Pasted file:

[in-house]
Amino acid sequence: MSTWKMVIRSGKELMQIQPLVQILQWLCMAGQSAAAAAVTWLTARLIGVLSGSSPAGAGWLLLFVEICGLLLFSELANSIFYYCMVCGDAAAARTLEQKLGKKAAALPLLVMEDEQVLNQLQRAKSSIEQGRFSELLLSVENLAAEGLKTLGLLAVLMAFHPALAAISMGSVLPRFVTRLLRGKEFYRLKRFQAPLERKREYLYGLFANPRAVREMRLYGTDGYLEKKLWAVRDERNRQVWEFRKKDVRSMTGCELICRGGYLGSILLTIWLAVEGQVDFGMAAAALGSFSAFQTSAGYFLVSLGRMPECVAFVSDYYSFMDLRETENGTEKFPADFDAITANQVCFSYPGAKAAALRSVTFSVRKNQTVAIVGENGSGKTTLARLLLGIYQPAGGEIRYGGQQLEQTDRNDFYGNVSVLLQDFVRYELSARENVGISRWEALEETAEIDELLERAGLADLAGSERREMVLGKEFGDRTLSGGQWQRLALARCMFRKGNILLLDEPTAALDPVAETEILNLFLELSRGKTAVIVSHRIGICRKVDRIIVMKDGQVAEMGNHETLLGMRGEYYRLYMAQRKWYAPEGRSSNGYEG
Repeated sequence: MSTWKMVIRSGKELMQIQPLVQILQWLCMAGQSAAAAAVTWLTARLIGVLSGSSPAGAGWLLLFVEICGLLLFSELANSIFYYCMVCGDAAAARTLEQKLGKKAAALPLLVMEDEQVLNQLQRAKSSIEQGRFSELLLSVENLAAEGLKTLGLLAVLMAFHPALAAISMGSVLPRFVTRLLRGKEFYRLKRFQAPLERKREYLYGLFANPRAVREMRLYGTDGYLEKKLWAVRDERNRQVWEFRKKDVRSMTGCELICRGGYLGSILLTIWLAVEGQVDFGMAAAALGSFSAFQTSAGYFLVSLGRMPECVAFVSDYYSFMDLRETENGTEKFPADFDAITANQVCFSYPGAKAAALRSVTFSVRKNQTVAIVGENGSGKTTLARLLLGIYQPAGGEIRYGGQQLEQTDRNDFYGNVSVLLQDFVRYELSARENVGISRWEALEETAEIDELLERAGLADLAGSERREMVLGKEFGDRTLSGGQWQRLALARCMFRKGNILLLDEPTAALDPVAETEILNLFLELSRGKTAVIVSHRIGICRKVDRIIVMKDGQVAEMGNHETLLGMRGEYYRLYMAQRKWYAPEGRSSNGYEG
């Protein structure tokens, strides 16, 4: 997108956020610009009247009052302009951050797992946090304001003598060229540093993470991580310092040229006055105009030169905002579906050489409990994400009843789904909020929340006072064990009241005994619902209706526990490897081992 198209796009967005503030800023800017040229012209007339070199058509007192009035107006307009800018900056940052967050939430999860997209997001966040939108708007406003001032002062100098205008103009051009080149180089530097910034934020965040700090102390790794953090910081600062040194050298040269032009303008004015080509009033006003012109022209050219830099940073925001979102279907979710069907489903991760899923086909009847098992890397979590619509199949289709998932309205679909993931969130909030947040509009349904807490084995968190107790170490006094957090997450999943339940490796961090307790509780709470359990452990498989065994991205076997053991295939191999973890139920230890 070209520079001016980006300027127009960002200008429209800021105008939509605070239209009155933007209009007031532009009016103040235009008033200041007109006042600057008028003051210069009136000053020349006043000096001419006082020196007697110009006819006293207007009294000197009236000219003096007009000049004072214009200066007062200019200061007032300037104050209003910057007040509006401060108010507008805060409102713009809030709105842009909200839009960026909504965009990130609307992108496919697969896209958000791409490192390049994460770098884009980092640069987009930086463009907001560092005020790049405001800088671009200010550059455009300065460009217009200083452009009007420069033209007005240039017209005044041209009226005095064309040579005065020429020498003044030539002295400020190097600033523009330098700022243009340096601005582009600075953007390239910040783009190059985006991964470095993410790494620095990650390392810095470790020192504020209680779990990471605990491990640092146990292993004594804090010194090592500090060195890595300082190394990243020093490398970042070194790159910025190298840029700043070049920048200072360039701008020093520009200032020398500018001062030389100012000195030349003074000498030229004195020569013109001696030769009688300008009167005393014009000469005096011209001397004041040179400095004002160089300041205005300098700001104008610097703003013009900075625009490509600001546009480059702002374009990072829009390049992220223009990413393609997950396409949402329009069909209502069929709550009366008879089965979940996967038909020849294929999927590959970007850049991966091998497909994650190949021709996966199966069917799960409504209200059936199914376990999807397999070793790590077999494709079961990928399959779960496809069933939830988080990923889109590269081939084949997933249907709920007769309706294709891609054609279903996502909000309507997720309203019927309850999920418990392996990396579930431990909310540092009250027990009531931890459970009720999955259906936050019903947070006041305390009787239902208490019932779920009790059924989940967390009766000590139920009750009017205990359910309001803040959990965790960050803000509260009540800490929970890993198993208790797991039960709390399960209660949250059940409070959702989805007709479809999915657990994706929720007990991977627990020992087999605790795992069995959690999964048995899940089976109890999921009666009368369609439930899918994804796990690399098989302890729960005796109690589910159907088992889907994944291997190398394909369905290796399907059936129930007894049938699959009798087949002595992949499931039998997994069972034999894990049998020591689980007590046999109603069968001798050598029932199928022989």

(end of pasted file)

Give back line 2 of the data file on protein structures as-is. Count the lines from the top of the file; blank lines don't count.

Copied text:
Amino acid sequence: MSTWKMVIRSGKELMQIQPLVQILQWLCMAGQSAAAAAVTWLTARLIGVLSGSSPAGAGWLLLFVEICGLLLFSELANSIFYYCMVCGDAAAARTLEQKLGKKAAALPLLVMEDEQVLNQLQRAKSSIEQGRFSELLLSVENLAAEGLKTLGLLAVLMAFHPALAAISMGSVLPRFVTRLLRGKEFYRLKRFQAPLERKREYLYGLFANPRAVREMRLYGTDGYLEKKLWAVRDERNRQVWEFRKKDVRSMTGCELICRGGYLGSILLTIWLAVEGQVDFGMAAAALGSFSAFQTSAGYFLVSLGRMPECVAFVSDYYSFMDLRETENGTEKFPADFDAITANQVCFSYPGAKAAALRSVTFSVRKNQTVAIVGENGSGKTTLARLLLGIYQPAGGEIRYGGQQLEQTDRNDFYGNVSVLLQDFVRYELSARENVGISRWEALEETAEIDELLERAGLADLAGSERREMVLGKEFGDRTLSGGQWQRLALARCMFRKGNILLLDEPTAALDPVAETEILNLFLELSRGKTAVIVSHRIGICRKVDRIIVMKDGQVAEMGNHETLLGMRGEYYRLYMAQRKWYAPEGRSSNGYEG